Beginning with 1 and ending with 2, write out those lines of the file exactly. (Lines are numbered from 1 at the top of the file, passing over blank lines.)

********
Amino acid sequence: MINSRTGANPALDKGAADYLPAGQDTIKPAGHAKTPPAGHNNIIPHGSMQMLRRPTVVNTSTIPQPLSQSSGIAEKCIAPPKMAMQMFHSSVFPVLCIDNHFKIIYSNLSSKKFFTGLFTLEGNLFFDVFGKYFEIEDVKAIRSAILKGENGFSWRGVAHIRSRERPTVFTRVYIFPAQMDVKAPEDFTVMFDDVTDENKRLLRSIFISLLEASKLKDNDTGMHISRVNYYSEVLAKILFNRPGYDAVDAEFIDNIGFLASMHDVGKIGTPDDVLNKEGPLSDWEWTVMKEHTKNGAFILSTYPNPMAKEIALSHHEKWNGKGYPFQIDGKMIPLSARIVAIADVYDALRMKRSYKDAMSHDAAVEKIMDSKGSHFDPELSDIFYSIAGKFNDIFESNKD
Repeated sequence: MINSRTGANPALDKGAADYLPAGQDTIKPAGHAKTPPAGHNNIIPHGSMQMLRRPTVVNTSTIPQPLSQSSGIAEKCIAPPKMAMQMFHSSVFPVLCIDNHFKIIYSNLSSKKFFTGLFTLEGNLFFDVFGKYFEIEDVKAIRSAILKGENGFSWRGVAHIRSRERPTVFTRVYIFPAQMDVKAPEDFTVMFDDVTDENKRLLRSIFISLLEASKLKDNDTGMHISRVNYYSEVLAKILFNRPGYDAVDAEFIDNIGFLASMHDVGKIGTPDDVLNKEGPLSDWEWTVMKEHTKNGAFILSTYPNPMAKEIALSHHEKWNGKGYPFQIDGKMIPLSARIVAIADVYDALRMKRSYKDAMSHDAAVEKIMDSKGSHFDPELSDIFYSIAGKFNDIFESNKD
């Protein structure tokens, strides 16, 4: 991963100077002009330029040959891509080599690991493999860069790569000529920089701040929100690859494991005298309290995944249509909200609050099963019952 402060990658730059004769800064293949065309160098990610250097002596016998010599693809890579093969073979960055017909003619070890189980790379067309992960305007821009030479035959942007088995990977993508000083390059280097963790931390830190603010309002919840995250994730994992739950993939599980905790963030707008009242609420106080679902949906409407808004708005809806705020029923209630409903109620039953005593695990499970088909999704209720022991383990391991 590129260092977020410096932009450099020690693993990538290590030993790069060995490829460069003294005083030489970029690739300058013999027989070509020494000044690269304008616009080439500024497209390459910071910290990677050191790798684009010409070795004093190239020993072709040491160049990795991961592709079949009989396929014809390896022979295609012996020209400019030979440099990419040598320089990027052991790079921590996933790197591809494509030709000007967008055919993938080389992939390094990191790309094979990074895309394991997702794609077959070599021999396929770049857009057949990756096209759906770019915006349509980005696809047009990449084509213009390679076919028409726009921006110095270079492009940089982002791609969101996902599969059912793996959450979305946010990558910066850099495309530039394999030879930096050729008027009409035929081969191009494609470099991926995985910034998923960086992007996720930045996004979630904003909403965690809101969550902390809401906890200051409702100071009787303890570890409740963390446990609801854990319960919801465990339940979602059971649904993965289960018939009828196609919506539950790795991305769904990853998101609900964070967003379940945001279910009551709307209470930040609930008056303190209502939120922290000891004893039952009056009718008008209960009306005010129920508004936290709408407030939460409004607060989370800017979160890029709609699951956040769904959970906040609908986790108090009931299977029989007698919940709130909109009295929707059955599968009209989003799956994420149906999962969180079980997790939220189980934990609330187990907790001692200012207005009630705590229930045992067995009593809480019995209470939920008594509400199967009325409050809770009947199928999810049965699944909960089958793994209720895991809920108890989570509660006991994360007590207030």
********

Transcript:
Amino acid sequence: MINSRTGANPALDKGAADYLPAGQDTIKPAGHAKTPPAGHNNIIPHGSMQMLRRPTVVNTSTIPQPLSQSSGIAEKCIAPPKMAMQMFHSSVFPVLCIDNHFKIIYSNLSSKKFFTGLFTLEGNLFFDVFGKYFEIEDVKAIRSAILKGENGFSWRGVAHIRSRERPTVFTRVYIFPAQMDVKAPEDFTVMFDDVTDENKRLLRSIFISLLEASKLKDNDTGMHISRVNYYSEVLAKILFNRPGYDAVDAEFIDNIGFLASMHDVGKIGTPDDVLNKEGPLSDWEWTVMKEHTKNGAFILSTYPNPMAKEIALSHHEKWNGKGYPFQIDGKMIPLSARIVAIADVYDALRMKRSYKDAMSHDAAVEKIMDSKGSHFDPELSDIFYSIAGKFNDIFESNKD
Repeated sequence: MINSRTGANPALDKGAADYLPAGQDTIKPAGHAKTPPAGHNNIIPHGSMQMLRRPTVVNTSTIPQPLSQSSGIAEKCIAPPKMAMQMFHSSVFPVLCIDNHFKIIYSNLSSKKFFTGLFTLEGNLFFDVFGKYFEIEDVKAIRSAILKGENGFSWRGVAHIRSRERPTVFTRVYIFPAQMDVKAPEDFTVMFDDVTDENKRLLRSIFISLLEASKLKDNDTGMHISRVNYYSEVLAKILFNRPGYDAVDAEFIDNIGFLASMHDVGKIGTPDDVLNKEGPLSDWEWTVMKEHTKNGAFILSTYPNPMAKEIALSHHEKWNGKGYPFQIDGKMIPLSARIVAIADVYDALRMKRSYKDAMSHDAAVEKIMDSKGSHFDPELSDIFYSIAGKFNDIFESNKD